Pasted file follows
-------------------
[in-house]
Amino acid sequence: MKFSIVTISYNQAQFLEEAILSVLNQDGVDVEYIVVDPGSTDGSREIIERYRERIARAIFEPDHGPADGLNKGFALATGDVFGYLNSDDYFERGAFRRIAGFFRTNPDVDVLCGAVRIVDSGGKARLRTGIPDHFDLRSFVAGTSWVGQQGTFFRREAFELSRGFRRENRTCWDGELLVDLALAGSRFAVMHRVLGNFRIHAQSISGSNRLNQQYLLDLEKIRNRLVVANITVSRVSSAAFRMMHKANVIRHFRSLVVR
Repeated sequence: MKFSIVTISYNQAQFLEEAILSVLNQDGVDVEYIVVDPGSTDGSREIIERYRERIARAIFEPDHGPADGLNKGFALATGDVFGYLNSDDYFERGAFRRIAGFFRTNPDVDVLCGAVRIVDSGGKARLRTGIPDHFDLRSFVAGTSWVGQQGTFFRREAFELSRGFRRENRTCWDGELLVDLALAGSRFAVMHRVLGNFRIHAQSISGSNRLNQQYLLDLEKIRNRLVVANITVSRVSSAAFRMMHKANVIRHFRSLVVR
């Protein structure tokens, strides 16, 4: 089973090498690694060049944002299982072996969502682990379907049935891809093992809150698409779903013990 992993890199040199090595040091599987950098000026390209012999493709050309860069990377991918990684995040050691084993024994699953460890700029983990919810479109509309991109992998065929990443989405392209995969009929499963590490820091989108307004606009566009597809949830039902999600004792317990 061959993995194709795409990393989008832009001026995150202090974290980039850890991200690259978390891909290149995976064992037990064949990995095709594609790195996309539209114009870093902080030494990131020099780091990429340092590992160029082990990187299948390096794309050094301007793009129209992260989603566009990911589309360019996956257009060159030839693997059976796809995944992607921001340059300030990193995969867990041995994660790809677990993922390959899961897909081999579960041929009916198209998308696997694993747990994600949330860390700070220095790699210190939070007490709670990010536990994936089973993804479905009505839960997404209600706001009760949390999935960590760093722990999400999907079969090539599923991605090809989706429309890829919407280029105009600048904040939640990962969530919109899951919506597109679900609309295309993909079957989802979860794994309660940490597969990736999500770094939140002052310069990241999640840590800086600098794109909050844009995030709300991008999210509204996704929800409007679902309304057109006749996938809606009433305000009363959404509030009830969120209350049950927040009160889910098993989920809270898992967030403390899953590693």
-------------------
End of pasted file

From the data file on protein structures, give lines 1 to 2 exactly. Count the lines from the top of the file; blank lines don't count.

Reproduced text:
[in-house]
Amino acid sequence: MKFSIVTISYNQAQFLEEAILSVLNQDGVDVEYIVVDPGSTDGSREIIERYRERIARAIFEPDHGPADGLNKGFALATGDVFGYLNSDDYFERGAFRRIAGFFRTNPDVDVLCGAVRIVDSGGKARLRTGIPDHFDLRSFVAGTSWVGQQGTFFRREAFELSRGFRRENRTCWDGELLVDLALAGSRFAVMHRVLGNFRIHAQSISGSNRLNQQYLLDLEKIRNRLVVANITVSRVSSAAFRMMHKANVIRHFRSLVVR